I watched this show with a sense of foreboding and loss, knowing that it's the beginning of the end for this series and probably for some of these characters. It was superb: considering that my favorite DS9 characters are Kira and Odo and we barely saw them for a minute, I was surprised at how powerful I found "Penumbra."

This is the finest Ezri Dax episode we've gotten so far: her sparring and sex with Worf was predictable, patterned on Worf's and Jadzia's previous relationship, and as a result their coming together was poignant and romantic. I disliked Dax's relationship with Worf when it began - particularly the violent Klingon mating rituals - but while Jadzia sometimes seemed to be giving up too much of herself with Worf, Ezri seems to come into her own with him. The flashbacks early in this episode where Ezri heard Jadzia's voice reciting her wedding vows were sad and lovely, a nice homage to a character and actress who cast a long shadow in absence. I am really glad to see Worf and Dax back together again. It seems very right.

Sisko's and Yates' unlikely relationship has also grown to the point where I was cheering when he asked her to marry him, even though it seems the Emissary of Bajor is probably not destined to share happy domesticity with a Human woman. They have nice, humorous give-and-take, without the passion of Worf/Dax or Odo/Kira, but they've gotten sexier together and the chemistry is stronger than it was at first. I absolutely loved Jake plotting his father's bachelor party - ironic to realize that Benjamin's little boy, who is now a couple of inches taller than him, is very nearly his peer.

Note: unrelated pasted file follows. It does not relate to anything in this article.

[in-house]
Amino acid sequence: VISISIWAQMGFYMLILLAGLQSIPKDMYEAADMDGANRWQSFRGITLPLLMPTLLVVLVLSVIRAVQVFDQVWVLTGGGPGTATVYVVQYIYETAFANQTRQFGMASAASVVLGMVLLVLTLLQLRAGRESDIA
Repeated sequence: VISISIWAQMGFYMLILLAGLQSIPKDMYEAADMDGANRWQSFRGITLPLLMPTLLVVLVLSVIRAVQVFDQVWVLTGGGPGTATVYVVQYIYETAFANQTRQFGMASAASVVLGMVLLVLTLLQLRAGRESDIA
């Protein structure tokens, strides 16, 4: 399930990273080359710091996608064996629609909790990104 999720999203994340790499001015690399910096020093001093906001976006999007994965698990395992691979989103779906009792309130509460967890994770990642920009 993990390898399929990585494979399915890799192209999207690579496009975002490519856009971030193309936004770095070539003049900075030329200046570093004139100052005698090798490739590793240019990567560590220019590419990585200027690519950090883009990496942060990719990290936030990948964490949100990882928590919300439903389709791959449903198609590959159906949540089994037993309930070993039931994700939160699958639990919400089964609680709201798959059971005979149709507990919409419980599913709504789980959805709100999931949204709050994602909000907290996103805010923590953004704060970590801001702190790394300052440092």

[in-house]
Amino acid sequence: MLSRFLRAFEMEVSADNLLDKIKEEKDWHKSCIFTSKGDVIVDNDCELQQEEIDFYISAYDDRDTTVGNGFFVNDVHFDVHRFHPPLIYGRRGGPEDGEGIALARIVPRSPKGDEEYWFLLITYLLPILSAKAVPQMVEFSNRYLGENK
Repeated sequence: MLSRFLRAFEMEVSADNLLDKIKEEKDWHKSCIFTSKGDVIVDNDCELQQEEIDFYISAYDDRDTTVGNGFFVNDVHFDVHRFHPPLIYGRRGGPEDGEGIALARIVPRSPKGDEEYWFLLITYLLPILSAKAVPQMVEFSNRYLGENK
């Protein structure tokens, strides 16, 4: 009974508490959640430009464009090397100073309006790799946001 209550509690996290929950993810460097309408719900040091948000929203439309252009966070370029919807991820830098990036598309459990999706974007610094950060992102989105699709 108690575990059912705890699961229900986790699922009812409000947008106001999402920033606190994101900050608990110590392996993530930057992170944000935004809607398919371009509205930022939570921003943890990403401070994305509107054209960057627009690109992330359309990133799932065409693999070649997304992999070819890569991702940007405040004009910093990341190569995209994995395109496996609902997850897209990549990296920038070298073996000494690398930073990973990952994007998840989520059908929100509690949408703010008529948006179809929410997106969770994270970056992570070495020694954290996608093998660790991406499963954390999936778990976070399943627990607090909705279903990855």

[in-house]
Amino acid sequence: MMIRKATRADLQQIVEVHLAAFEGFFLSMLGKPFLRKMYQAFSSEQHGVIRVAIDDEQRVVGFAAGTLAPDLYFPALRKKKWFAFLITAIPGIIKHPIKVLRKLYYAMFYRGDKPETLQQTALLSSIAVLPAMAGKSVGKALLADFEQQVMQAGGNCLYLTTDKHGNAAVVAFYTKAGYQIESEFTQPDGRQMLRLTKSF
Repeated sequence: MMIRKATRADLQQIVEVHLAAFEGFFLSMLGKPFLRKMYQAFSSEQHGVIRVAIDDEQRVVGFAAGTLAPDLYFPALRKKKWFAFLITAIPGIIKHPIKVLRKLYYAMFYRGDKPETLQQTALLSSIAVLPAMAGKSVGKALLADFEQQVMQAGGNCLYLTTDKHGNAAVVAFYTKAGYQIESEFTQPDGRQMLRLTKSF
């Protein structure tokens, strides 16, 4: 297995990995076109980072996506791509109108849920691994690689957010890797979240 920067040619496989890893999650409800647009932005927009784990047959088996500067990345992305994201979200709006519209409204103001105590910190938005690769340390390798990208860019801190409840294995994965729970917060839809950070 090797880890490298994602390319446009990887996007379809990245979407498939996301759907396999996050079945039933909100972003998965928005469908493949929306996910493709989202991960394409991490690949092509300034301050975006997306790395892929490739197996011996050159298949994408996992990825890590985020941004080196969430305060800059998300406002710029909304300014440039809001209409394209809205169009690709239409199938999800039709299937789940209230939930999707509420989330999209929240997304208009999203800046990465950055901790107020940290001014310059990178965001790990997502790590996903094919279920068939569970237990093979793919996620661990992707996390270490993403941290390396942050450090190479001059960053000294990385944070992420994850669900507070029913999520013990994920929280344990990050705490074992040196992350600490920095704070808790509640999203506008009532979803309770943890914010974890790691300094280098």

The events on Cardassia were mostly plot set-ups for later, though it was chilling to see the Founder with a melting face...not to mention Dukat with a Bajoran face. Shades of Seska, only Dukat strikes me as even more dangerous, given his much larger power base. Damar's drinking and womanizing could get tiring, but I assume he's being brought down for a reason. Weyoun is just despicable...I have heard rumors that Starfleet and Section 31 are behind the illness of the Founders, but it wouldn't surprise me in the least if the Vorta clones carried out the actual poisoning. They're just icky.

I liked the tie-in to Insurrection with the mention of the facility the Son'a built for the Jem'Hadar, and the thematic unity of the episode with all the discussions of destiny. I know the overall arc for Deep Space Nine was never planned, and there have been some giant mis-steps along the way, but this last season reminds me very much of the first season I fell in love with and is bringing back all the old characters and issues in a much broader context for the Star Trek universe. I'm anticipating and dreading the next several weeks because I really don't want it to end.

Find more episode info in the Episode Guide.

Michelle Erica Green reviews 'Enterprise' episodes for the Trek Nation, for which she is also a news writer. An archive of her work can be found at The Little Review.